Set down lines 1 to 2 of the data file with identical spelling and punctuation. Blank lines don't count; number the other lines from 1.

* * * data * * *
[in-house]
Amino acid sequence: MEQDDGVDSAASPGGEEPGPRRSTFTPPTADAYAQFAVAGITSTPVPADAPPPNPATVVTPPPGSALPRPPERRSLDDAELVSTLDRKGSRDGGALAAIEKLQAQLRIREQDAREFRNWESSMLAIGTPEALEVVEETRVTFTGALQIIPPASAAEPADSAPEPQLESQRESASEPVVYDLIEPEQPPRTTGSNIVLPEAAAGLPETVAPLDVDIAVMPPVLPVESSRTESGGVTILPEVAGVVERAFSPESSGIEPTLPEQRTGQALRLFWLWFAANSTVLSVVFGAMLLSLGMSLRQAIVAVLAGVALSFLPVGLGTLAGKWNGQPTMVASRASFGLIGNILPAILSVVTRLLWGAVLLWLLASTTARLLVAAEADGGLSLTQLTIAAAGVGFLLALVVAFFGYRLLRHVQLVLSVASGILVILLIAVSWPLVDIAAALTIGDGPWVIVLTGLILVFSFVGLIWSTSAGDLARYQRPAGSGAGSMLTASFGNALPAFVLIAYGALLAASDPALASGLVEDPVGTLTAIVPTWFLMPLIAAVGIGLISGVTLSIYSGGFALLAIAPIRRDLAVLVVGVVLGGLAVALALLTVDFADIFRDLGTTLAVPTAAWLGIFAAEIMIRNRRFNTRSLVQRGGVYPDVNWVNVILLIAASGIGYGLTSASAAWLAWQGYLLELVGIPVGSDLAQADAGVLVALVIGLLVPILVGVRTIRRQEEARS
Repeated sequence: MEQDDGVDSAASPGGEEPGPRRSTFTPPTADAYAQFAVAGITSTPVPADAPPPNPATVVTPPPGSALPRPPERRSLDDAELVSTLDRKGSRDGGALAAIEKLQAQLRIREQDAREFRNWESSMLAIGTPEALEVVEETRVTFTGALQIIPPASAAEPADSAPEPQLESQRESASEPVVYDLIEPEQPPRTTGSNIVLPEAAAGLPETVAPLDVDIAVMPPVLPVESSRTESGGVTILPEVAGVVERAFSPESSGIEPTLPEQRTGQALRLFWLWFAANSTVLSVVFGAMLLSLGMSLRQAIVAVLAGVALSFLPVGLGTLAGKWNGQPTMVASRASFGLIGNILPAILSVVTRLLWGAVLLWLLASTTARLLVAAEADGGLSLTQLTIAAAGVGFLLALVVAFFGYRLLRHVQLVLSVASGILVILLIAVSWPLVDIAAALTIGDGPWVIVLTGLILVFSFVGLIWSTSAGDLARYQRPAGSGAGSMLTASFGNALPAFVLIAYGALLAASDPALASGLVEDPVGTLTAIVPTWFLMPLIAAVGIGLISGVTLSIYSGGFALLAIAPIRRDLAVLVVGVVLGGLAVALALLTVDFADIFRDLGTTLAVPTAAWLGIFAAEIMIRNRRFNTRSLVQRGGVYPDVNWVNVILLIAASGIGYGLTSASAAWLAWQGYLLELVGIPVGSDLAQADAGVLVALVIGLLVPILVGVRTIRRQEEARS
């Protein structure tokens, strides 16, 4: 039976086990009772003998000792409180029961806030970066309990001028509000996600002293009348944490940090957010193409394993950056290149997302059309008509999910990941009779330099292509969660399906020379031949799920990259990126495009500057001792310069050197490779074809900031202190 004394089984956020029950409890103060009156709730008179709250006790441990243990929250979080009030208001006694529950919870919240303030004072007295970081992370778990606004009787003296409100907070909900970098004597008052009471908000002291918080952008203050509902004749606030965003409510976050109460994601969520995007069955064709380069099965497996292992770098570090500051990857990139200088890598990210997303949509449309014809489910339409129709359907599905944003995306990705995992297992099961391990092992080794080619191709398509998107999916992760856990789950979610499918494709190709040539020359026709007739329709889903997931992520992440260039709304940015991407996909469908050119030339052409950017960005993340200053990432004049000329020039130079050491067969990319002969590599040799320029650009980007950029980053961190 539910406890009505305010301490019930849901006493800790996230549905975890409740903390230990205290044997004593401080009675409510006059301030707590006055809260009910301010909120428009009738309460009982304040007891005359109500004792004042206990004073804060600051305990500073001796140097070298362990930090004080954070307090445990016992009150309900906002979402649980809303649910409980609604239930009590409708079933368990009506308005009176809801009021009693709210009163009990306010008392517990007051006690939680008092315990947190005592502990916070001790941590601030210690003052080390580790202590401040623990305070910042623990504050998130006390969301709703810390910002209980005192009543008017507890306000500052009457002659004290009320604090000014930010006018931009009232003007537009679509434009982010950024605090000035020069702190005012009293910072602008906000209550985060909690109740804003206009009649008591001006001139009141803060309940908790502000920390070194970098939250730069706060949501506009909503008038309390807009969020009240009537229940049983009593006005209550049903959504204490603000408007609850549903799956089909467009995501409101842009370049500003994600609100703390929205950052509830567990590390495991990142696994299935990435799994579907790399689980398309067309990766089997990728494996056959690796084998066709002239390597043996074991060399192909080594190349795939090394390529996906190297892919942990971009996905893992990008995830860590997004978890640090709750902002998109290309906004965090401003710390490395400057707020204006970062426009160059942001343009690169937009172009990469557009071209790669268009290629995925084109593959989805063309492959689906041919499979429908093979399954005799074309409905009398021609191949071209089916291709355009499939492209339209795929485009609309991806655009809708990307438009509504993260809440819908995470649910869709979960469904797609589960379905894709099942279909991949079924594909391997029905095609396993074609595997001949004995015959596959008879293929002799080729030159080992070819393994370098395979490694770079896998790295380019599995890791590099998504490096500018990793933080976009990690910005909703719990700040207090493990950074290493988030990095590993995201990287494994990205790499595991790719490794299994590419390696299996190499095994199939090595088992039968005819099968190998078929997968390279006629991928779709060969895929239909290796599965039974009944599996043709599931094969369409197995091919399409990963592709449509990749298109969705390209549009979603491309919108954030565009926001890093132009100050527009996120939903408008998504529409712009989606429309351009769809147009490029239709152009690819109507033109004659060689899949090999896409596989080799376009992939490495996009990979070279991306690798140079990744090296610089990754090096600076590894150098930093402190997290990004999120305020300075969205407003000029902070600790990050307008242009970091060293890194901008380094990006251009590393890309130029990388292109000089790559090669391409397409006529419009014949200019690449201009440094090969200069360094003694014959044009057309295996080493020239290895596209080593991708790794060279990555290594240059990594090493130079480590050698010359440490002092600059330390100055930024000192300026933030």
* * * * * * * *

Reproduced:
[in-house]
Amino acid sequence: MEQDDGVDSAASPGGEEPGPRRSTFTPPTADAYAQFAVAGITSTPVPADAPPPNPATVVTPPPGSALPRPPERRSLDDAELVSTLDRKGSRDGGALAAIEKLQAQLRIREQDAREFRNWESSMLAIGTPEALEVVEETRVTFTGALQIIPPASAAEPADSAPEPQLESQRESASEPVVYDLIEPEQPPRTTGSNIVLPEAAAGLPETVAPLDVDIAVMPPVLPVESSRTESGGVTILPEVAGVVERAFSPESSGIEPTLPEQRTGQALRLFWLWFAANSTVLSVVFGAMLLSLGMSLRQAIVAVLAGVALSFLPVGLGTLAGKWNGQPTMVASRASFGLIGNILPAILSVVTRLLWGAVLLWLLASTTARLLVAAEADGGLSLTQLTIAAAGVGFLLALVVAFFGYRLLRHVQLVLSVASGILVILLIAVSWPLVDIAAALTIGDGPWVIVLTGLILVFSFVGLIWSTSAGDLARYQRPAGSGAGSMLTASFGNALPAFVLIAYGALLAASDPALASGLVEDPVGTLTAIVPTWFLMPLIAAVGIGLISGVTLSIYSGGFALLAIAPIRRDLAVLVVGVVLGGLAVALALLTVDFADIFRDLGTTLAVPTAAWLGIFAAEIMIRNRRFNTRSLVQRGGVYPDVNWVNVILLIAASGIGYGLTSASAAWLAWQGYLLELVGIPVGSDLAQADAGVLVALVIGLLVPILVGVRTIRRQEEARS